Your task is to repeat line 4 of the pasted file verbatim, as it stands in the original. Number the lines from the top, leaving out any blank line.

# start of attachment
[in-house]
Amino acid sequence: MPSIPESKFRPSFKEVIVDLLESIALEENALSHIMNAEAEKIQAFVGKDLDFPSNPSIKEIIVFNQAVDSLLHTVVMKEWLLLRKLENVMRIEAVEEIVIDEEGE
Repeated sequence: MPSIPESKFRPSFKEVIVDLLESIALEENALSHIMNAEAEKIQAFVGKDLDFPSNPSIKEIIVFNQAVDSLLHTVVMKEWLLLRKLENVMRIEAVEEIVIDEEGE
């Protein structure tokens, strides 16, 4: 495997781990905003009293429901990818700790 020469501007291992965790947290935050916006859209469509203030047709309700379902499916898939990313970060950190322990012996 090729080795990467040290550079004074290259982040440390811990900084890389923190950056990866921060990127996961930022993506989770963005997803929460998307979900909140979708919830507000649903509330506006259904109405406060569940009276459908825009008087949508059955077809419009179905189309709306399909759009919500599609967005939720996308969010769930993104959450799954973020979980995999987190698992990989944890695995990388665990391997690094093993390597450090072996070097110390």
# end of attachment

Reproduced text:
């Protein structure tokens, strides 16, 4: 495997781990905003009293429901990818700790 020469501007291992965790947290935050916006859209469509203030047709309700379902499916898939990313970060950190322990012996 090729080795990467040290550079004074290259982040440390811990900084890389923190950056990866921060990127996961930022993506989770963005997803929460998307979900909140979708919830507000649903509330506006259904109405406060569940009276459908825009008087949508059955077809419009179905189309709306399909759009919500599609967005939720996308969010769930993104959450799954973020979980995999987190698992990989944890695995990388665990391997690094093993390597450090072996070097110390």